Changes to Remote Technical Standards (Q4 2021)

As highlighted in our Spring 2021 Update, the Commission announced a number of changes to the RTS in its response to its online games design and reverse withdrawals consultation. See our website briefing for more details: Gambling Commission announces strict new measures for online games.

The changes to the RTS introduce new requirements regarding:

  • display of transactions – systems will be required to display a customer's net position since the start of the session
  • auto-play functionality – will no longer be permitted for slots; a customer must commit to each game cycle individually
  • time requirements and reality checks – elapsed time will need to be displayed for the duration of a gaming session
  • responsible product design:
    • operators will be prohibited from offering functionality allowing players to play multiple slots at the same time
    • there will have to be a minimum of 2.5 seconds from the time a game is started until the next game cycle can be 30 commenced
    • features such as turbo, quick spin and slam stop (and other features which allow customers to reduce the time until a result is presented) will no longer be permitted
    • the gambling system will not be permitted to celebrate a return which is less than or equal to the total stake gambled
    • reverse withdrawals (prohibited on a temporary basis since  the beginning of the pandemic) will be permanently prohibited form the effective date.

The RTS testing strategy has also been updated to incorporate the new standards.

Operators have until 31 October 2021 to ensure that their systems comply with the new RTS requirements.

Customer interaction consultation (Q2 2021)

In an interim update on the outcome of its Remote Customer Interaction consultation, the Commission has confirmed its view that stronger requirements are needed for operators to identify a range of indicators of harm and take appropriate action more often / at an earlier stage – but there was a noticeable change of emphasis, including an apparent shift in focus away from general "affordability" and more towards "clearly unaffordable gambling" (language also used in a recent speech by the Commission's acting joint CEO here). The Commission also notes concerns expressed about data privacy and freedom of choice. 

Operators will have to wait until the summer for the full response and, in the meantime, the Commission will proceed as planned with a further customer interaction consultation, focussing on what the thresholds for operator action and on what those actions should be.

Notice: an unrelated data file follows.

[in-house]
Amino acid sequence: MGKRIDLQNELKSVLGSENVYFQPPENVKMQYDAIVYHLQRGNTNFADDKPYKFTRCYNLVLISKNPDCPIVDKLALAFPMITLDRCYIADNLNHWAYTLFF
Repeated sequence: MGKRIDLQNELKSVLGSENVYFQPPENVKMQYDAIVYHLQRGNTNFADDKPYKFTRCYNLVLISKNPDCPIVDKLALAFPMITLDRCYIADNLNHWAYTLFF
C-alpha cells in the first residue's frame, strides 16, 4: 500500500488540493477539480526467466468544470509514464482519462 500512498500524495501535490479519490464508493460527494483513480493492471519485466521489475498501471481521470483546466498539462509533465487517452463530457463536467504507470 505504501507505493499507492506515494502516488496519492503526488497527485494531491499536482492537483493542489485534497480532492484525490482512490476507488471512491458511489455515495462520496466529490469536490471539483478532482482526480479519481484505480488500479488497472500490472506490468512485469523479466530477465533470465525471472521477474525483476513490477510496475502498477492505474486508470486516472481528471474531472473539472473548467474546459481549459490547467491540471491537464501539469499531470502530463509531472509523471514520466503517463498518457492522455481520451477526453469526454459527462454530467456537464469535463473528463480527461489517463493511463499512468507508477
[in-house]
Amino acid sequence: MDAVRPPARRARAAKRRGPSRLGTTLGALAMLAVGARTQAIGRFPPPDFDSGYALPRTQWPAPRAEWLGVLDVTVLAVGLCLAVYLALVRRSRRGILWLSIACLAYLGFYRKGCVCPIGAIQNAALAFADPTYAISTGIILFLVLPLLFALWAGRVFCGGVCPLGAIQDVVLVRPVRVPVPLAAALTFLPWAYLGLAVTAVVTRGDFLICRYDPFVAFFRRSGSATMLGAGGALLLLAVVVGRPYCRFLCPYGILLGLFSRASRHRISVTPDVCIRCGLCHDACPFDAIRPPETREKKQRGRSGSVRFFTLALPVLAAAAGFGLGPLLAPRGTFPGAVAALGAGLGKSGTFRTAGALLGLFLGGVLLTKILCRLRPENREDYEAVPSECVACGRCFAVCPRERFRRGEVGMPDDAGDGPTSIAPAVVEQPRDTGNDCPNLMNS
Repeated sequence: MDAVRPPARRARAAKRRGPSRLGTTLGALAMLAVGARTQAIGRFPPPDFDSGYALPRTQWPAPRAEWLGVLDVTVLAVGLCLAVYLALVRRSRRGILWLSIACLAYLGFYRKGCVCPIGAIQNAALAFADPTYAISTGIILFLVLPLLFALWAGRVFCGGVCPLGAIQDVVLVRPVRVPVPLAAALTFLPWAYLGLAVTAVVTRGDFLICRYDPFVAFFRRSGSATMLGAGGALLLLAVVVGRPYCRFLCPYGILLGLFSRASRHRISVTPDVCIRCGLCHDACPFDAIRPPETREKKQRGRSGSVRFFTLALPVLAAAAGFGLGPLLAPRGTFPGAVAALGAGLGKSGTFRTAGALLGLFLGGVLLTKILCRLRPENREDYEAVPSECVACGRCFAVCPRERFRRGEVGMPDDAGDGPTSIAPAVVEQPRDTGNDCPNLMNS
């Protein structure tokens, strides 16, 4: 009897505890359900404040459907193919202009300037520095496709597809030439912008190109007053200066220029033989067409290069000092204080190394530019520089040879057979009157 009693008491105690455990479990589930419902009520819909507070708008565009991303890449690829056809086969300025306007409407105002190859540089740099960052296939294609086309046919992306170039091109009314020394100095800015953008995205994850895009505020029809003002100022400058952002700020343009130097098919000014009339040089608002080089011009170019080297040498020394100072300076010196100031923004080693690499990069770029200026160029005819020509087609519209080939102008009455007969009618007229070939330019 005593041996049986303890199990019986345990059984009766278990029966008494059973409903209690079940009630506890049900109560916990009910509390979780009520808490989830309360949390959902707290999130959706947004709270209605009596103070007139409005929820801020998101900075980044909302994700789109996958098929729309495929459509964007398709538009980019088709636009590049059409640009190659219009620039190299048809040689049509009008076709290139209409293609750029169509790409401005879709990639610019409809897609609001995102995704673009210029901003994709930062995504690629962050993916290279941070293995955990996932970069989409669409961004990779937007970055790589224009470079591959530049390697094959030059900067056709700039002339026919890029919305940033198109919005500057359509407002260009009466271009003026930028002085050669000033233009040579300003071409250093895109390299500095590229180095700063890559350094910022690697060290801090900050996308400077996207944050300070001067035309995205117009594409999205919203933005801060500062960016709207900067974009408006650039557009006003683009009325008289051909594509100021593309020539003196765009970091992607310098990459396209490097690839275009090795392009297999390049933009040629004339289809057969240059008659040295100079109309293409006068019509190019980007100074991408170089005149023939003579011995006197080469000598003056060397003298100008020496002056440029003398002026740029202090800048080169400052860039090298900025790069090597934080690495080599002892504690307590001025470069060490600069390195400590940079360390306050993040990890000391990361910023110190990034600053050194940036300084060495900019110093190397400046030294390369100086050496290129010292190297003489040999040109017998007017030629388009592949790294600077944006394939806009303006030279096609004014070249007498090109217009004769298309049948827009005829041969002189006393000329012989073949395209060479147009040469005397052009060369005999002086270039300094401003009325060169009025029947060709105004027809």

It had already been confirmed that the Commission would provide the evidence received in response to the consultation, together with its recommendations, to DCMS to be considered as part of the Gambling Act Review (GAR).

The change in tone and emphasis suggests that the Commission's approach on affordability is softening, apparently reflecting an acceptance on their part that they could not themselves have gone as far as the original proposals, especially in light of the ongoing GAR.  We believe a less hard-line approach would be more aligned with DCMS, but the update does suggest that the Commission still plans to introduce some form of "affordability" checks in any event.  

The Commission's is expected to publish its response to the customer interaction consultation and details regarding next steps during Summer 2021.

There is no fixed date for the publication of any supplementary consultation.

Commission three-year strategy and annual business plan (ongoing in 2021)

On 1 April 2021, the Gambling Commission unveiled its new three-year Corporate Strategy and annual Business Plan.

The Commission's corporate strategy covers the period 2021 to 2024 and highlights the areas in which it intends to focus over the next three years. A short animation video explaining the Commission's corporate strategy has been added to the Commission's YouTube channel.

The Commission's corporate strategy focuses on five priority areas, or strategic objectives, and its business plan for April 2021 to March 2022 sets out the Commission's organisational priorities in relation to each of the objectives.

  • Protecting children and vulnerable people from being harmed by gambling: according to the corporate strategy document, this will be achieved through improving conduct and competence, continuing to evolve the LCCP, building a stronger evidence base, and focusing on preventative regulatory action. The business plan confirms that the Commission's organisational priorities include responding to its consultation and call for evidence on customer interaction (see section 1.8). The Commission also plans to undertake a programme of compliance activity including targeted and thematic assessments, website reviews and personal licence reviews. The Sports Betting Intelligence Unit will identify and manage betting integrity threats including providing support to international tournaments taking place in the UK.
  • A fairer market and more informed consumers: this objective includes improving information for players and making licence holders' complaints procedures easier to access and understand. The business plan's organisational priorities include exploring how licensees deal with consumers when things go wrong and reviewing the current tiered approach to protection of customer funds.
  • Keeping crime out of gambling: while money laundering continues to be a focus, the Commission will also work to manage risks around sports betting integrity and event manipulation. Priorities identified by the business plan include implementation of the Fifth Money Laundering Directive, identifying and managing betting integrity threats including providing support to international tournaments taking place in the UK and assessing and tackling illegal gambling.